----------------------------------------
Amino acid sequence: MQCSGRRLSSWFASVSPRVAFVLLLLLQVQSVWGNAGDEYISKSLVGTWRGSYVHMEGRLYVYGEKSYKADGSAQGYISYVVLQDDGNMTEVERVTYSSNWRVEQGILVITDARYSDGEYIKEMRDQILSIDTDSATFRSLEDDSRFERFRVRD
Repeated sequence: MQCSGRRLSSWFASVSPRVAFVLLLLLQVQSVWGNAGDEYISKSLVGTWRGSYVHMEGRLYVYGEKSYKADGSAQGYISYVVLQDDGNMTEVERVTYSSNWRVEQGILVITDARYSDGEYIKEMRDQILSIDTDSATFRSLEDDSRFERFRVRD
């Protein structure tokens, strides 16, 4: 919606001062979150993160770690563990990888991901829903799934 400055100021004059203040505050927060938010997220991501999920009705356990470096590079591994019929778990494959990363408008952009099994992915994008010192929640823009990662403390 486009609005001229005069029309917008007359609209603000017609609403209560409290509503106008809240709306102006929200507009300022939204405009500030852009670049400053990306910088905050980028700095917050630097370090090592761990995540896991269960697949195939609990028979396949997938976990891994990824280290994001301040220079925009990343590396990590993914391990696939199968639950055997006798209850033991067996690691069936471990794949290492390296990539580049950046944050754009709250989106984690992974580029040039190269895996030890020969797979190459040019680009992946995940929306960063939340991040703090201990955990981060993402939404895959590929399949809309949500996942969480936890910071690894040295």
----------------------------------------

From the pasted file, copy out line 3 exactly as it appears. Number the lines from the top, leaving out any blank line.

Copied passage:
């Protein structure tokens, strides 16, 4: 919606001062979150993160770690563990990888991901829903799934 400055100021004059203040505050927060938010997220991501999920009705356990470096590079591994019929778990494959990363408008952009099994992915994008010192929640823009990662403390 486009609005001229005069029309917008007359609209603000017609609403209560409290509503106008809240709306102006929200507009300022939204405009500030852009670049400053990306910088905050980028700095917050630097370090090592761990995540896991269960697949195939609990028979396949997938976990891994990824280290994001301040220079925009990343590396990590993914391990696939199968639950055997006798209850033991067996690691069936471990794949290492390296990539580049950046944050754009709250989106984690992974580029040039190269895996030890020969797979190459040019680009992946995940929306960063939340991040703090201990955990981060993402939404895959590929399949809309949500996942969480936890910071690894040295």